Fresh Pasta Dough
You can also dry it by hanging it on a pasta drying rack and then storing it in an air tight container or bag.
- 4 c
- all purpose flour
- 8 large
You could use all-purpose flour, you can use Italian 00 flour, which is ground extra fine and gives the pasta a silky, soft texture. You can also use 1 part semolina flour to 3 parts Italian 00 flour. The semolina adds a texture to the finished pasta that’s usually referred to as al dente. But if you prefer a more silky bite of pasta, use less semolina, and if you want more bite, use more.
Sometimes I add extra yolks to my pasta because they’re rich and fatty and add a density to the finished dough. You can experiment with different combinations of egg whites and yolks in your dough and determine what you like best—there are no wrong answers. The egg whites have a high water content, and they will give your dough a softer texture.
Transfer the dough onto a clean surface. Leave the dried bits of dough and trace amounts of extra flour in the mixing bowl. Wash your hands.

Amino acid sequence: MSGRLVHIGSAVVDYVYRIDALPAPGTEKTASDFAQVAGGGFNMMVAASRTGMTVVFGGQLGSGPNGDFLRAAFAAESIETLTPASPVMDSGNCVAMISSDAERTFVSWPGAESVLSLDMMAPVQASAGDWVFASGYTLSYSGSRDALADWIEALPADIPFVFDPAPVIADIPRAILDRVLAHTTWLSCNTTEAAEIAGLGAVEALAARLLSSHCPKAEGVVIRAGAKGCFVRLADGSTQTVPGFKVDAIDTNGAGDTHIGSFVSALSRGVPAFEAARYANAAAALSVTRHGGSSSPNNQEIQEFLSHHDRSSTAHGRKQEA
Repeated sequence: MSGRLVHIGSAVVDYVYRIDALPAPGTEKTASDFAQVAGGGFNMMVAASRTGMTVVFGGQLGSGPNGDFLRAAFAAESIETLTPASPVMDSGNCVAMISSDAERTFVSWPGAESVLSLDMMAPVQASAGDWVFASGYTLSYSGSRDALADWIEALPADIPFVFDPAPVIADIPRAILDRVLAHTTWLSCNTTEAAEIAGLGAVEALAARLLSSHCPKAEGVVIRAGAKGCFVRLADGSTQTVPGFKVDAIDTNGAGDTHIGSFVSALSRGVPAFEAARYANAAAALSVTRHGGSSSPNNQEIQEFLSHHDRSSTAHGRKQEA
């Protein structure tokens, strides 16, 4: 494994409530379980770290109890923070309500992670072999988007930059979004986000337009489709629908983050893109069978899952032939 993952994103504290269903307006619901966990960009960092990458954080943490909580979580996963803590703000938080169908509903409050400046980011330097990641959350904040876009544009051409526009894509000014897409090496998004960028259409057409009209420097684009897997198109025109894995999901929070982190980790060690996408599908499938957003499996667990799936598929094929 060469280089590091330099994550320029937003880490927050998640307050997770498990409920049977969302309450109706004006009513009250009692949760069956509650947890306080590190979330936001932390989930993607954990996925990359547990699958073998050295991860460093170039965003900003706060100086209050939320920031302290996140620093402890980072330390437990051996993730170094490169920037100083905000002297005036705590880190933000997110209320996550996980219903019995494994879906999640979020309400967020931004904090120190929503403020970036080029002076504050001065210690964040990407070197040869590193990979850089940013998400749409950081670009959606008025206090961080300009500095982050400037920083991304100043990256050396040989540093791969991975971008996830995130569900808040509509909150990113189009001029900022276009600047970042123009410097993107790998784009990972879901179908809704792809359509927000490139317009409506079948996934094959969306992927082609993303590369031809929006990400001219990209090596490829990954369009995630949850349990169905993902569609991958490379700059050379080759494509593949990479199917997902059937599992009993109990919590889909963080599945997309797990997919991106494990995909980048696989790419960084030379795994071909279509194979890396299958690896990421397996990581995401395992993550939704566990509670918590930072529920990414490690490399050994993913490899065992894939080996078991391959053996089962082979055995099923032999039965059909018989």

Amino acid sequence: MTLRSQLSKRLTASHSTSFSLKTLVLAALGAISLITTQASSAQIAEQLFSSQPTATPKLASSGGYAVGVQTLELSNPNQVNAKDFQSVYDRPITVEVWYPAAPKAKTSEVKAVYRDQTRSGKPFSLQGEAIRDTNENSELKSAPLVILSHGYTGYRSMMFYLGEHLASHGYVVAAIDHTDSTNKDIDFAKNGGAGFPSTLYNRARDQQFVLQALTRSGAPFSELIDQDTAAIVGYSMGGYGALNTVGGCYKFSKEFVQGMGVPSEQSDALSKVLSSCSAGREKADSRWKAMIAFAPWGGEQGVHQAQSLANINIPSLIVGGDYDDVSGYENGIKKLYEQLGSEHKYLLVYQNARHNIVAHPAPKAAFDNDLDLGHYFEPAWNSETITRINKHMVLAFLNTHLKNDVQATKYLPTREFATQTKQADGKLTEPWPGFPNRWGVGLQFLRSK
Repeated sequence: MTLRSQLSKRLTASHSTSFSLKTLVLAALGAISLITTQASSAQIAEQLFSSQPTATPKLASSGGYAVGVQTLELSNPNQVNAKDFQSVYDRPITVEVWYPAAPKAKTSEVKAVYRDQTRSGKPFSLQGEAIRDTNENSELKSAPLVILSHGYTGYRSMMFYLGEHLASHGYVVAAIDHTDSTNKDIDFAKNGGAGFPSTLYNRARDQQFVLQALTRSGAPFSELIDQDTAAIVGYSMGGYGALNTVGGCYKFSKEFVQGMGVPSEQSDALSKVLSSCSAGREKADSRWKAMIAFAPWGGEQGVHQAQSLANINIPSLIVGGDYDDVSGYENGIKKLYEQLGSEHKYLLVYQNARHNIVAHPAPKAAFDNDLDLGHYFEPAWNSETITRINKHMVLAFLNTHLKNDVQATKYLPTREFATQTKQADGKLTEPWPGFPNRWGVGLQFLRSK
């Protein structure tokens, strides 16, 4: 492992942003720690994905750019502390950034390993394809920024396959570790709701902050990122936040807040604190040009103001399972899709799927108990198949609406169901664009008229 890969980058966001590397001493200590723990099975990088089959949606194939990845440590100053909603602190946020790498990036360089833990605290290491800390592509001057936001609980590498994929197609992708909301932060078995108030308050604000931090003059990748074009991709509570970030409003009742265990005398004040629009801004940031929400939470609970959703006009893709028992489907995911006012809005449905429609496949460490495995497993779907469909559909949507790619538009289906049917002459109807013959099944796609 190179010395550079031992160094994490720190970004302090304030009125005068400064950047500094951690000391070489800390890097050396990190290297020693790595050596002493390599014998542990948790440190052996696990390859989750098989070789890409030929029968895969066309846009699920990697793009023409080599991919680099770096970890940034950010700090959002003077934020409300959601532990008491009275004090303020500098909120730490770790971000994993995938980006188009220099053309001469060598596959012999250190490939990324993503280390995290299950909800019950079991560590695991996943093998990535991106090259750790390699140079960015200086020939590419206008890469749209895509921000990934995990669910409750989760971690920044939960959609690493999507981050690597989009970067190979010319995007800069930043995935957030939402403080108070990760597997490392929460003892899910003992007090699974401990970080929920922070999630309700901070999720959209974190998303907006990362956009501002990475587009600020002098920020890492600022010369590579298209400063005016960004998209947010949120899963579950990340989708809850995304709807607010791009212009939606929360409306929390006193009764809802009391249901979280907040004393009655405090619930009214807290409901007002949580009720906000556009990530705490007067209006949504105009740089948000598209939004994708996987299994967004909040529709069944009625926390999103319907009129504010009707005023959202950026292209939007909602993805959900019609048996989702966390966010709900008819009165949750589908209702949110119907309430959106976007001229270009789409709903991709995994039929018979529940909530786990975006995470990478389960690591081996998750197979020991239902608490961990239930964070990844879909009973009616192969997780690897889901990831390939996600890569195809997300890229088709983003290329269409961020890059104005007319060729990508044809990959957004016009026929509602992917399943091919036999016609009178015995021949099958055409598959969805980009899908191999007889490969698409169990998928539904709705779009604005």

Pause early in the kneading process and slowly stretch the dough apart in your hands. The dough will appear to tear and pull apart from itself. After approximately 10 minutes of continuous kneading, if you stop and try again to slowly pull the dough apart, you should notice that the dough stretches without tearing as much. The dough should also appear smoother, sleeker, and more homogeneous. These are indications that you have kneaded the dough enough.
No matter what tool you use to roll out your dough, remember to have some extra flour nearby to make sure your pasta does not stick to the counter tops or to itself. Lightly dust the pasta as you work. There are a few ways to roll out the dough:
-Rolling pin: The goal is to make your pasta as thin and delicate as possible. It can be hard to do—but experience will get you there.
-Hand crank: This is an affordable, reliable way to roll out the dough. It can get the dough very thin.
-Kitchen Aid mixer attachment: This is what I use at home. It’s fast and efficient and electric so you can use two hands to pass the dough through the machine and catch it (unlike the hand crank, which requires you to crank with one hand and manipulate the dough with your other hand).
Roll the dough up so it looks like a log. Using a sharp knife, cut the dough into ribbons. Spread the ribbons apart with your fingers—they unravel to become noodles.
Most pasta rollers (the hand crank and the Kitchen Aid attachment) will come with an add-on attachment that will cut a sheet of pasta into noodles. When I roll dough with a rolling pin, I cut the noodles with a knife.